Media companies like magazine publishers often generate unearned revenue as a result of their business models. For example, the publisher needs the cash flow to produce content through its various teams, market the content compelling to reach its audience, and print and distribute issues upon publication. Each activity in a publisher’s business strategy can benefit from the resulting cash flow of unearned revenue.

Consumers, meanwhile, generate deferred revenue as they pay upfront for an annual subscription to the magazine. A publishing company may offer a yearly subscription of monthly issues for $120. This means the business earns $10 per issue each month ($120 divided by 12 months). According to the generally accepted accounting principles (GAAP), the business can account for this revenue by debiting the unearned revenue account and increasing the revenue account by the same amount each month on the balance sheet.


Unearned revenue is most often a short-term liability, meaning that the business enters a delivery agreement with the customer or client and must fulfill its obligations within a year of purchase. Services that will take over a year to deliver upon should be marked as a long-term liability on the balance sheet.

Types of Unearned Revenue

Some examples of unearned revenue include:

  • Annual magazine subscriptions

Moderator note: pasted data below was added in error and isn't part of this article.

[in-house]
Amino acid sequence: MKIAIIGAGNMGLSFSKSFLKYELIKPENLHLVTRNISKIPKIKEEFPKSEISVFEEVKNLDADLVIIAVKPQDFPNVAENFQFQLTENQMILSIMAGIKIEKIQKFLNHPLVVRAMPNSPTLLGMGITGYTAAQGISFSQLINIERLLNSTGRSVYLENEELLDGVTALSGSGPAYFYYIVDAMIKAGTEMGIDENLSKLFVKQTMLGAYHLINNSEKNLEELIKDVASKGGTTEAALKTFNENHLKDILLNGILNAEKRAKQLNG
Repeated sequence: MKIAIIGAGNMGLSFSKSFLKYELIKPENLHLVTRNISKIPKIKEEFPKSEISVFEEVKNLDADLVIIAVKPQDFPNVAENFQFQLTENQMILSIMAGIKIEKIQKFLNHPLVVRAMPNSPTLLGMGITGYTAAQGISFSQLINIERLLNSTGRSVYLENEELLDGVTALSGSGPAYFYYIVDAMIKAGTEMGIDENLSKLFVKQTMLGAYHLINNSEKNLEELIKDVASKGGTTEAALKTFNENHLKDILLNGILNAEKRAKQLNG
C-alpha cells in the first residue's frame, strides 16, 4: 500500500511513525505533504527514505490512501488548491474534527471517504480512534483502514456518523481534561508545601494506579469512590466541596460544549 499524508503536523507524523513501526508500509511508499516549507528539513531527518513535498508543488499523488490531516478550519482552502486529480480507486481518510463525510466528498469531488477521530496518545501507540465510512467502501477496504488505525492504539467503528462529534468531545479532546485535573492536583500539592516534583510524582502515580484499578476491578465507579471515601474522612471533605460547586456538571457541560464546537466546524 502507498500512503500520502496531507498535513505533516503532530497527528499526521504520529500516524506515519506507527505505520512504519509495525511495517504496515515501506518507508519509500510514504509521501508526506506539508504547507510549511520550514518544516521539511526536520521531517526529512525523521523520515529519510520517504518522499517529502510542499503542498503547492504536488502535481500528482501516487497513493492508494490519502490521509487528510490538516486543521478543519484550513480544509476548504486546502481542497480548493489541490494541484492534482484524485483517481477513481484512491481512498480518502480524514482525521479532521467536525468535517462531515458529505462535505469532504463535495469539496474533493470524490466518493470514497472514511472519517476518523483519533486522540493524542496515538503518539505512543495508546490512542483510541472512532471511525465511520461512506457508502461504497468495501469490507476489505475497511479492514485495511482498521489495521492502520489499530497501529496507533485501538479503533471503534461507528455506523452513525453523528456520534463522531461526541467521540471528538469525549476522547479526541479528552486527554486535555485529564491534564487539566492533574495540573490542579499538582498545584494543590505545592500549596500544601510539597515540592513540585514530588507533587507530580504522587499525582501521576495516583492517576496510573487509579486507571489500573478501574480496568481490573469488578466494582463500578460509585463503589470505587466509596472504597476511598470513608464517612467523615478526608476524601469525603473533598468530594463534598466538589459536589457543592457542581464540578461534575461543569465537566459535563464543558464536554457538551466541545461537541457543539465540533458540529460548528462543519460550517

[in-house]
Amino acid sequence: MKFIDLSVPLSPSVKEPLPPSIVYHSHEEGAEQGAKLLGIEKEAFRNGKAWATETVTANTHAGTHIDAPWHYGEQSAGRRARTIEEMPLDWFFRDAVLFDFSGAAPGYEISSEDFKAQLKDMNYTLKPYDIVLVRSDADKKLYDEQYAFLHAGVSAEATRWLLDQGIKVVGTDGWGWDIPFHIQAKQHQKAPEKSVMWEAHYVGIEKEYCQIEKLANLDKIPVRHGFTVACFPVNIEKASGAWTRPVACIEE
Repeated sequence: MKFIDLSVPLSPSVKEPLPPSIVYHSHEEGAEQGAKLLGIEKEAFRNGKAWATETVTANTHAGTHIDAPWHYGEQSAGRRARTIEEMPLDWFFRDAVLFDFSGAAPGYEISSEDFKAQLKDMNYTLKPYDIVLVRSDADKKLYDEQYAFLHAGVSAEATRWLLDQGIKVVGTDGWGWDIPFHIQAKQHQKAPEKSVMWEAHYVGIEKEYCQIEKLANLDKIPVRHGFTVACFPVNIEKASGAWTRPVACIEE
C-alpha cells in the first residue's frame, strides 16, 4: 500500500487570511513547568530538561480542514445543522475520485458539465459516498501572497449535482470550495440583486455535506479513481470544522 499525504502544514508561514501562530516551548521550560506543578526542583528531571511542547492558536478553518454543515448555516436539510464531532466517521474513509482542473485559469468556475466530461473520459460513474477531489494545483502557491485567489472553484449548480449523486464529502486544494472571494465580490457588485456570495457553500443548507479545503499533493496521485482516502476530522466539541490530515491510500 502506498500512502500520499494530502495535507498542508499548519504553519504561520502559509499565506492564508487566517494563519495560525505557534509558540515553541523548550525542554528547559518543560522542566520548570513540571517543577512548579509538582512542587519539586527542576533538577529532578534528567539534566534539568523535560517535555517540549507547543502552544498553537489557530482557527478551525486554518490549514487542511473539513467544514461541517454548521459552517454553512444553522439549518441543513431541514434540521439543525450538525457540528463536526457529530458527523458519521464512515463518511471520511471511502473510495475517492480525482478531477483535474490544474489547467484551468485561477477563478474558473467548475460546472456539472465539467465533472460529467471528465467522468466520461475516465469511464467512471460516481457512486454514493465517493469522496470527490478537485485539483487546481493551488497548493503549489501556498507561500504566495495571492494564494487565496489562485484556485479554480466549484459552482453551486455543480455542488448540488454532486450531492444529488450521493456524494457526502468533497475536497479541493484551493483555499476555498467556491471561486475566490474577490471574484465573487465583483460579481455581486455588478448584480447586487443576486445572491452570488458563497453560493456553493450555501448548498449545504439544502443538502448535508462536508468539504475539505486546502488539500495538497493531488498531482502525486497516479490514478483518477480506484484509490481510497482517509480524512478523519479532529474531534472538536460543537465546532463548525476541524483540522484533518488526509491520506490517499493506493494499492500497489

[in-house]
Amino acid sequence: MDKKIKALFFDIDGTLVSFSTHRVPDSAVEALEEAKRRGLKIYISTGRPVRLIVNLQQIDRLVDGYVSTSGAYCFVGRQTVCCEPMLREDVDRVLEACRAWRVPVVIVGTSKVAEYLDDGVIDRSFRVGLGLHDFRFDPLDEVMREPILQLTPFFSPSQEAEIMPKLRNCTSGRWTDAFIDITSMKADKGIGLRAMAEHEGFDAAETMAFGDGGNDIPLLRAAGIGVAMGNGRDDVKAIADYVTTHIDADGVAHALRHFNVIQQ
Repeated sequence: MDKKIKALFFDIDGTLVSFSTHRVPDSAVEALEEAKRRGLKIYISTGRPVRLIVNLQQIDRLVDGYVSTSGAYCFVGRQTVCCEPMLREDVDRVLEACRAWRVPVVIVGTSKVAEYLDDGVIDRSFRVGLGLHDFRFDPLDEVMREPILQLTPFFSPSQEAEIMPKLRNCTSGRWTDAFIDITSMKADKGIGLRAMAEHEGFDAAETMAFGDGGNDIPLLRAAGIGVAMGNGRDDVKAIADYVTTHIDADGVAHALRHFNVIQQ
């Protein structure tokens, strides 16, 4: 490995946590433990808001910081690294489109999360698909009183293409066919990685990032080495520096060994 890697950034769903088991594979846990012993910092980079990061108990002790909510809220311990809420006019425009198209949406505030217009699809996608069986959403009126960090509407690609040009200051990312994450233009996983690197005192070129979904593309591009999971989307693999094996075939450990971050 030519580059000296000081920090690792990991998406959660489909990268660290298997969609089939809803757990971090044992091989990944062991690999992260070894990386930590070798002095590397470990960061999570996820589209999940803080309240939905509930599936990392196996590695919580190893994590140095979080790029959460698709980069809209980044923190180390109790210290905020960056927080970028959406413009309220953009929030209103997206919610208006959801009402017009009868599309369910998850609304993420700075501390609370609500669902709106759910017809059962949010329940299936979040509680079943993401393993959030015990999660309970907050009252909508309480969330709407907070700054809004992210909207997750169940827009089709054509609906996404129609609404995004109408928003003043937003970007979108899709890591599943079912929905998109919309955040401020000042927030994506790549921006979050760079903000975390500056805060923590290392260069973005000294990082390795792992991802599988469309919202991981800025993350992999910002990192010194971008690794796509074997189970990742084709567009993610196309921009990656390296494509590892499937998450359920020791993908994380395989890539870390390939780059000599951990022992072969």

• Prepaid insurance
  • Airline tickets
  • Advance rent payments or retainers

For items like these, a customer pays outright before the revenue-producing event occurs.

Criteria for Unearned Revenue

Like small businesses, larger companies can benefit from the cash flow of unearned revenue to pay for daily business operations. However, the U.S. Securities and Exchange Commission (SEC) sets additional guidelines that public companies must follow to recognize revenue as earned.

The SEC marks that revenue must be realized or realizable and earned to transfer over to the income statement as revenue. The criteria to meet those qualifications include:

  • Having evidence of an agreement between company and customer
  • Completion of delivery of goods or services
  • A predetermined or fixed seller’s price
  • Collectibility is assured

Key Takeaways

  • Unearned revenue is the money received from a customer for goods or services that have yet to be delivered or produced.
  • Also known as deferred revenue, unearned revenue is recognized as a liability on a balance sheet and must be earned by successfully delivering a product or service to the customer.
  • On a balance sheet, unearned revenue is recorded as a ​​debit to the cash account and a credit to the unearned revenue account.
  • Most unearned revenue will be marked as a short-term liability and must be completed within a year.
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  1. Social Security Administration. “Code of Federal Regulations: § 416.1123 How We Count Unearned Income.”

  2. Eastern Oregon University. "University GAAP Accrual Accounting Overview," See Slide 8.

  3. Access Washington, Office of Financial Management. “85.70: Short-Term Liabilities.”

  4. U.S. Securities and Exchange Commission. "Codification of Staff Accounting Bulletins. Topic 13: Revenue Recognition."